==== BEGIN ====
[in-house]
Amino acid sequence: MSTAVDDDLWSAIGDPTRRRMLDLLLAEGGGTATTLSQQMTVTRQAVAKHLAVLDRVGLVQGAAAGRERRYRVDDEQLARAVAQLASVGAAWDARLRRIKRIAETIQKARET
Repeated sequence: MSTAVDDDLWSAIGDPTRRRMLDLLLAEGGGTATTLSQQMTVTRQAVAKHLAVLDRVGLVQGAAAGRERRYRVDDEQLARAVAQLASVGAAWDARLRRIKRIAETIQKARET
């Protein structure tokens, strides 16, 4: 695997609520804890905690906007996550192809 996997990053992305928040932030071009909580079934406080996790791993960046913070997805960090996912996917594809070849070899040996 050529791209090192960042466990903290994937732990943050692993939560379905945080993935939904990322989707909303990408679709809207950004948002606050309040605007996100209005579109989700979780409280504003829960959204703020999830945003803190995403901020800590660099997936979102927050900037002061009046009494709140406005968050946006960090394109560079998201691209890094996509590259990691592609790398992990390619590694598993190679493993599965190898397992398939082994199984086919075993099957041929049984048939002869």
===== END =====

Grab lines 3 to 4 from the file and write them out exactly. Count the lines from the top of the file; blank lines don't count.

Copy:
Repeated sequence: MSTAVDDDLWSAIGDPTRRRMLDLLLAEGGGTATTLSQQMTVTRQAVAKHLAVLDRVGLVQGAAAGRERRYRVDDEQLARAVAQLASVGAAWDARLRRIKRIAETIQKARET
């Protein structure tokens, strides 16, 4: 695997609520804890905690906007996550192809 996997990053992305928040932030071009909580079934406080996790791993960046913070997805960090996912996917594809070849070899040996 050529791209090192960042466990903290994937732990943050692993939560379905945080993935939904990322989707909303990408679709809207950004948002606050309040605007996100209005579109989700979780409280504003829960959204703020999830945003803190995403901020800590660099997936979102927050900037002061009046009494709140406005968050946006960090394109560079998201691209890094996509590259990691592609790398992990390619590694598993190679493993599965190898397992398939082994199984086919075993099957041929049984048939002869």